Glasgow, 1946: The last time Douglas Brodie came home it was 1942 and he was a dashing young warrior in a kilt. Now, the war is over but victory’s wine has soured and Brodie’s back in Scotland to try and save childhood friend Hugh Donovan from the gallows.
Everyone thought Donovan was dead, shot down in the war. Perhaps it would have been kinder if he had been killed. The man who returned was unrecognizable; mutilated, horribly burned. Donovan keeps his own company, only venturing out for heroin to deaden the pain of his wounds. When a local boy is found raped and murdered, there is only one suspect…
Donovan claims he’s innocent, but a mountain of evidence says otherwise. Despite the hideousness of the crime, ex-policeman Brodie feels compelled to help his one-time friend.
This book had the two elements that are important to me -- beautiful writing and well-drawn believable characters. I was caught up in the story from page one. Gordon Ferris knows how to hold the reader's interest.
Setting the story in the UK in the years after World War II was another plus. It is not a pretty picture of those days. The story starts in London where Brodie had been trying to get a job as a newspaperman.
I was hunched over the table nursing a second mug of tea while reading yesterday’s Times and my own paper the London Bugle. Know your enemy, my old drill sergeant used to say. Besides, I enjoy the adverts on the front of the Times. In their way they give as clear a picture of Britain as the inside news pages. Stories of a hard-up country where gentlemen were selling their fine leather gloves, or where an ex-officer, RAF, DFC would make excellent private secretary. Where trained mechanics were searching for work as drivers, and war heroes were on the lookout for gardening jobs or other manual exercise. The fruits of victory were bitter enough for some.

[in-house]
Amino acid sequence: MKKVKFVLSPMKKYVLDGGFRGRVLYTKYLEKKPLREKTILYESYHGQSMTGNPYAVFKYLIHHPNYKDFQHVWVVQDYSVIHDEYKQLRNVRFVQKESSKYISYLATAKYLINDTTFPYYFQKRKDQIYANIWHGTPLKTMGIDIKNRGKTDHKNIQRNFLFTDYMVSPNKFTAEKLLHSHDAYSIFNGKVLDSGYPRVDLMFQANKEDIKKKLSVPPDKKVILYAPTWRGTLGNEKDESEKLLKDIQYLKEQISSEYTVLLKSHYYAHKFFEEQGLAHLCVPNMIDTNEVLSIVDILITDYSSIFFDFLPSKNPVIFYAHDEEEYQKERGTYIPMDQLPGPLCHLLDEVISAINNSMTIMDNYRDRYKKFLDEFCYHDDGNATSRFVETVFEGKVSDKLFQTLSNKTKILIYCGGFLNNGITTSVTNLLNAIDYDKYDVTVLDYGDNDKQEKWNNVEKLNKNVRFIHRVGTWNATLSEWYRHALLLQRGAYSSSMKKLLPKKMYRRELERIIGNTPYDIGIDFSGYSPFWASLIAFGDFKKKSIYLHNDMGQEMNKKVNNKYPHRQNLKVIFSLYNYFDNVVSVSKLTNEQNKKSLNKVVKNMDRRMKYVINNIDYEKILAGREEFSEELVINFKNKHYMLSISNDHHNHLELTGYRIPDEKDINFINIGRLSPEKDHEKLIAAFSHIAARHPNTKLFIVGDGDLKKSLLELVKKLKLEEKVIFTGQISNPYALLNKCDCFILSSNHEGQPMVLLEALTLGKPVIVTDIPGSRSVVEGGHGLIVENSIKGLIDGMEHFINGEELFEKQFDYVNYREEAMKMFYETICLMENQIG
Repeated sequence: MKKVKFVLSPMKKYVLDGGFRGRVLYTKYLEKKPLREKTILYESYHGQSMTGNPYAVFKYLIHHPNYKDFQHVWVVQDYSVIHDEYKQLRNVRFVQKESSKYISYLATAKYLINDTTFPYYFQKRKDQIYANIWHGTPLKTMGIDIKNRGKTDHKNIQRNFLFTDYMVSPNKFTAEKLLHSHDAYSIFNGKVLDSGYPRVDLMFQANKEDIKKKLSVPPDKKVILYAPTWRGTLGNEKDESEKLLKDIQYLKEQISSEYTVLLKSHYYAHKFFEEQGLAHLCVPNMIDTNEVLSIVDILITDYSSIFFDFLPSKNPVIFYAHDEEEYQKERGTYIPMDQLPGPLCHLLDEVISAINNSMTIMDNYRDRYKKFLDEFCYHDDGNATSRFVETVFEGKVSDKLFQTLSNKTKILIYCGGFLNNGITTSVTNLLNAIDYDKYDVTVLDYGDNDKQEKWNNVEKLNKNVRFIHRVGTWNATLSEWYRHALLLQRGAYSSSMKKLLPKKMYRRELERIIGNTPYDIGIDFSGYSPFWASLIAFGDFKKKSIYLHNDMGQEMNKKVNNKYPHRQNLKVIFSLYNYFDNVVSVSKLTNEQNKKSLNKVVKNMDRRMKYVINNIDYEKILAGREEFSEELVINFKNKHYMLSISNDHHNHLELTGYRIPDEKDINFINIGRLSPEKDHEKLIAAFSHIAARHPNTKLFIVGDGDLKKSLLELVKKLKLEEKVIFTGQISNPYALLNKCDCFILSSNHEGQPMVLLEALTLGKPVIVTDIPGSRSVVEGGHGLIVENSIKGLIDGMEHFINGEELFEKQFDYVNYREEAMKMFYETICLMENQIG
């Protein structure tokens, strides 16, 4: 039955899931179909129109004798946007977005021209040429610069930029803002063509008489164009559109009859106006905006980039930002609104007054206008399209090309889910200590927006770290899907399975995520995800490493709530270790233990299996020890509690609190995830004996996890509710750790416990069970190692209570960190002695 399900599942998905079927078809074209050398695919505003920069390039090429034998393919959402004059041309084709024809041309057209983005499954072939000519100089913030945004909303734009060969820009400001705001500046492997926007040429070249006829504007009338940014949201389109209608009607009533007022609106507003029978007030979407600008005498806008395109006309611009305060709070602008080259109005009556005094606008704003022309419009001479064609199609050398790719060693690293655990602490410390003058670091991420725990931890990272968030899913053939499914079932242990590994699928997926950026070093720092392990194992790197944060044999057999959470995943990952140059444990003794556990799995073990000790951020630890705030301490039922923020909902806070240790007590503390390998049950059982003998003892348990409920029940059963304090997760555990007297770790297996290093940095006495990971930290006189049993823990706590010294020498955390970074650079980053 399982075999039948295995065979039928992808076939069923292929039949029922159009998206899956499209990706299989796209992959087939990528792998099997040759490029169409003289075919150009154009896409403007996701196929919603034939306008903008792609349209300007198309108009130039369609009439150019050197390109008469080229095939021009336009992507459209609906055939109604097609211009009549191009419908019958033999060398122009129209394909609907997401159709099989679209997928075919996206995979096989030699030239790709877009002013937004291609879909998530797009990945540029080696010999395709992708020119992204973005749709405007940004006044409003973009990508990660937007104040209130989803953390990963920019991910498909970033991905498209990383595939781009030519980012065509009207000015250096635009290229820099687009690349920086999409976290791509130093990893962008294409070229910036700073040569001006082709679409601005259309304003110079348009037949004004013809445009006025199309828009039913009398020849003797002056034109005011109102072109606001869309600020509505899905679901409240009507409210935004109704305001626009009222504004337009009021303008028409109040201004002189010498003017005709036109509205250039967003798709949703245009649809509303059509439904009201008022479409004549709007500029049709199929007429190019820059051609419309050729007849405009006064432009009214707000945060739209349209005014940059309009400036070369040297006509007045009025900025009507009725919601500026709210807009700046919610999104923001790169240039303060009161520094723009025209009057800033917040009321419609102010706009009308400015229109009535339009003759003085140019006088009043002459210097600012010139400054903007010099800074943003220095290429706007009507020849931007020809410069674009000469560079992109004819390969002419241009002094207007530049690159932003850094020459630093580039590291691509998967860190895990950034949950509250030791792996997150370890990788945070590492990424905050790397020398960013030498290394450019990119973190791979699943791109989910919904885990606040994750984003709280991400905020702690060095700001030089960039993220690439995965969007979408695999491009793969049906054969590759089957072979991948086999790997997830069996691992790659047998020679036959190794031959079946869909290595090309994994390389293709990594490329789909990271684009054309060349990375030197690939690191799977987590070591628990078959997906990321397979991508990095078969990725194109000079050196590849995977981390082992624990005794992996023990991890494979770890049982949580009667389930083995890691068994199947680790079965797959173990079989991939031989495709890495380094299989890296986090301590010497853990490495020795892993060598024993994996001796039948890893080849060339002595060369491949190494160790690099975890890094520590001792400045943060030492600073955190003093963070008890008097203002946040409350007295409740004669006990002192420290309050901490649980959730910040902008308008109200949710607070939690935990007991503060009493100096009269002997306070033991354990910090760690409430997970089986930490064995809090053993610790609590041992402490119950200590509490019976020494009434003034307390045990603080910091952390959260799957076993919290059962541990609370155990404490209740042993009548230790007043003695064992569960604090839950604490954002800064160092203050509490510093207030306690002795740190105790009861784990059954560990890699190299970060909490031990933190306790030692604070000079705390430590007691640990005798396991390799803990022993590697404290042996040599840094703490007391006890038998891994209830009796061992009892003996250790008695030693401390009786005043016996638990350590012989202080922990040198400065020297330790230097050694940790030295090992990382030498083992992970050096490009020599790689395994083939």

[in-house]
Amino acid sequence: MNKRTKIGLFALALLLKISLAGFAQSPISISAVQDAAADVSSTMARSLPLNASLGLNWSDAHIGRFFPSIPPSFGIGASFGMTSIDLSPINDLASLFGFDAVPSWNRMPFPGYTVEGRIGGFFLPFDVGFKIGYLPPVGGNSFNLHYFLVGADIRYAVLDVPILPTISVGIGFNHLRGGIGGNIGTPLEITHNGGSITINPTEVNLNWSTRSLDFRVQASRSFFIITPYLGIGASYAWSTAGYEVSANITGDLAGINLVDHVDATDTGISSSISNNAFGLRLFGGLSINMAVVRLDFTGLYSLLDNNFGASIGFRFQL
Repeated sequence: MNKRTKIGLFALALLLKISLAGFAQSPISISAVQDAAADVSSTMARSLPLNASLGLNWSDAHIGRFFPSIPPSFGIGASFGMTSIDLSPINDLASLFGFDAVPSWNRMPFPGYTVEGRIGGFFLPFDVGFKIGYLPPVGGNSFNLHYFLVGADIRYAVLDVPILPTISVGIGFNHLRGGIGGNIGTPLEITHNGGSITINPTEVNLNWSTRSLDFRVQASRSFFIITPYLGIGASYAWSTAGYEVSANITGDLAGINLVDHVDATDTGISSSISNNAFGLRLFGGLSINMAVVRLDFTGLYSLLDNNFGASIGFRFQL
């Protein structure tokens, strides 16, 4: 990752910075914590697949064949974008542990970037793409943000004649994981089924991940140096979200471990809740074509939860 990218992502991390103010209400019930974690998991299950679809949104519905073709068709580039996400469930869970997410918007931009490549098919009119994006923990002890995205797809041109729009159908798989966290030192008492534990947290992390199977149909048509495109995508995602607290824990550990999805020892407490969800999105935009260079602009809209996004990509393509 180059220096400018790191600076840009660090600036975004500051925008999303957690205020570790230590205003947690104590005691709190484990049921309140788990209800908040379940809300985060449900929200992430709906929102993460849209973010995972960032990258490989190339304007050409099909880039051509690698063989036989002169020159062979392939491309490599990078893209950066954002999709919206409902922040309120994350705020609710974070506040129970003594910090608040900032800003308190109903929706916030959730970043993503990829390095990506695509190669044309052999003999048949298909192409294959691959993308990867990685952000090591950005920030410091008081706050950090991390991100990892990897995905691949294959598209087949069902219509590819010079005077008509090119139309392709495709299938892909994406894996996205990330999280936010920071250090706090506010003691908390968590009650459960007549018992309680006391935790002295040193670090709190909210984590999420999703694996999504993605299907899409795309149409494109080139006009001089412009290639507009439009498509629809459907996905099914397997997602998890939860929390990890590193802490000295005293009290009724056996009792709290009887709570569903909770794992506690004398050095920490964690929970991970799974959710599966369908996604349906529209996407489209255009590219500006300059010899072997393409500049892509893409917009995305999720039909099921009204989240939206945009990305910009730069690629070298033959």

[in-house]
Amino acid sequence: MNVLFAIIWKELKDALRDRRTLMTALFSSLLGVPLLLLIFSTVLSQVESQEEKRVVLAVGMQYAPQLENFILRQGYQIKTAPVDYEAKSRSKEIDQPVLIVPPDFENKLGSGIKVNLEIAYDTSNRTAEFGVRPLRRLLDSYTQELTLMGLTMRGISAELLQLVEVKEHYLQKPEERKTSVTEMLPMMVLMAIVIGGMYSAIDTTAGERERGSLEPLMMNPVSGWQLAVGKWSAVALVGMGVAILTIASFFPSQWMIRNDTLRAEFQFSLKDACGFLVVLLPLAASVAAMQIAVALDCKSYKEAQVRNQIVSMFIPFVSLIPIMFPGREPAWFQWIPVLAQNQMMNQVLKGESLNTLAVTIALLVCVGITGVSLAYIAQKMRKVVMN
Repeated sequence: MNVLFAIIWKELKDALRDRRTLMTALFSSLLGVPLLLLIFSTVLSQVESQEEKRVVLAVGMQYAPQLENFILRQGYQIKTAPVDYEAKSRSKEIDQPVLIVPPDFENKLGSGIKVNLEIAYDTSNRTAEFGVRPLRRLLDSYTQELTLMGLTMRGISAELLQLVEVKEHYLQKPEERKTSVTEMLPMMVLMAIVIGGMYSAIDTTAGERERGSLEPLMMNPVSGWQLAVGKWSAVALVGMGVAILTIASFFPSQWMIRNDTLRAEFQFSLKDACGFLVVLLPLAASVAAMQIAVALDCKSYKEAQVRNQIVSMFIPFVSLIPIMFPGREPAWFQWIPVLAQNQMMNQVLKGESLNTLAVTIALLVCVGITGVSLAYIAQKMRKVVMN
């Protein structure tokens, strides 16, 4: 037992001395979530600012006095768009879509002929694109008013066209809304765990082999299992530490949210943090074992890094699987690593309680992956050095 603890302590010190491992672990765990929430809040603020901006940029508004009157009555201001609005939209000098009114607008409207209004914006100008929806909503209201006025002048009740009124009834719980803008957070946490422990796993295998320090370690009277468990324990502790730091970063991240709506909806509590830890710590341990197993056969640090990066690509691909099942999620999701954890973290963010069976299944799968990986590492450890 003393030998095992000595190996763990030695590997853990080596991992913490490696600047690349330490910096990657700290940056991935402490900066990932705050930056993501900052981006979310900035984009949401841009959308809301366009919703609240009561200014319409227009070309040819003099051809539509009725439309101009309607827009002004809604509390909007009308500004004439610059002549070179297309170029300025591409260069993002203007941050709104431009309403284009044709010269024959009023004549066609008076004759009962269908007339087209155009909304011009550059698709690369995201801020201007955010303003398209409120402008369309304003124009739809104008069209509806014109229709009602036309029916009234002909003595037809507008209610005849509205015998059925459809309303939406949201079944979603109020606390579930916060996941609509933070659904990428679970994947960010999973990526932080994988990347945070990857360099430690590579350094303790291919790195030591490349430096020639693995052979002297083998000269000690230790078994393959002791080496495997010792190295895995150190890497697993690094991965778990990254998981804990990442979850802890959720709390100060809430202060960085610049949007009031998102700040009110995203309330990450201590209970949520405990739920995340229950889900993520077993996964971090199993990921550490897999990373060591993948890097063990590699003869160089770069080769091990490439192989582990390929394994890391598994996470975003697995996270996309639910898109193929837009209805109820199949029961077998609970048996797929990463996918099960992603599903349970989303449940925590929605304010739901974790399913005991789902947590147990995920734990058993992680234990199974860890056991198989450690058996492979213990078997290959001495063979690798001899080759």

I supped my tea and counted my blessings. In the last month I’d started to get a steady trickle of freelance assignments from the Bugle and there was a chance of a full-time job. I was making enough money to afford food, fags and Scotch, not necessarily in that order. But at least I would no longer simply be drinking away the last of my demob money.The story soon moves to Scotland where Douglas Brodie works with a young female advocate to look for a way to appeal Hugh Donovan's sentence. So this is in part a legal mystery, not set in the courtroom but revealing details of the Scottish legal system. The criminals are very bad people and the crimes are horrendous.
The negatives were few. The story was a bit too long, too complex. Val McDermid says it is written "in the great Scottish tradition of mystery and adventure", and it may have been that there was too much adventure for me. Even though the subject matter was challenging and the book turns more thrillerish towards the end, I found this to be a great story and I will be reading more of this series. I have Bitter Water and Pilgrim Soul on the Kindle. I hope I can fit in at least one of those by the end of 2015.
Other resources and reviews:
- Margot's Spotlight at Confessions of a Mystery Novelist provides more detail about the story and the depiction of the post-War years.
- More reviews at Reactions to Reading, Mysteries in Paradise, and Eurocrime.
Publisher: Corvus, 2011 (orig. pub. 2010)
Length: 382 pages
Format: Trade paperback
Series: Douglas Brodie #1
Setting: UK, Scotland
Genre: Historical Mystery
Source: I purchased my copy.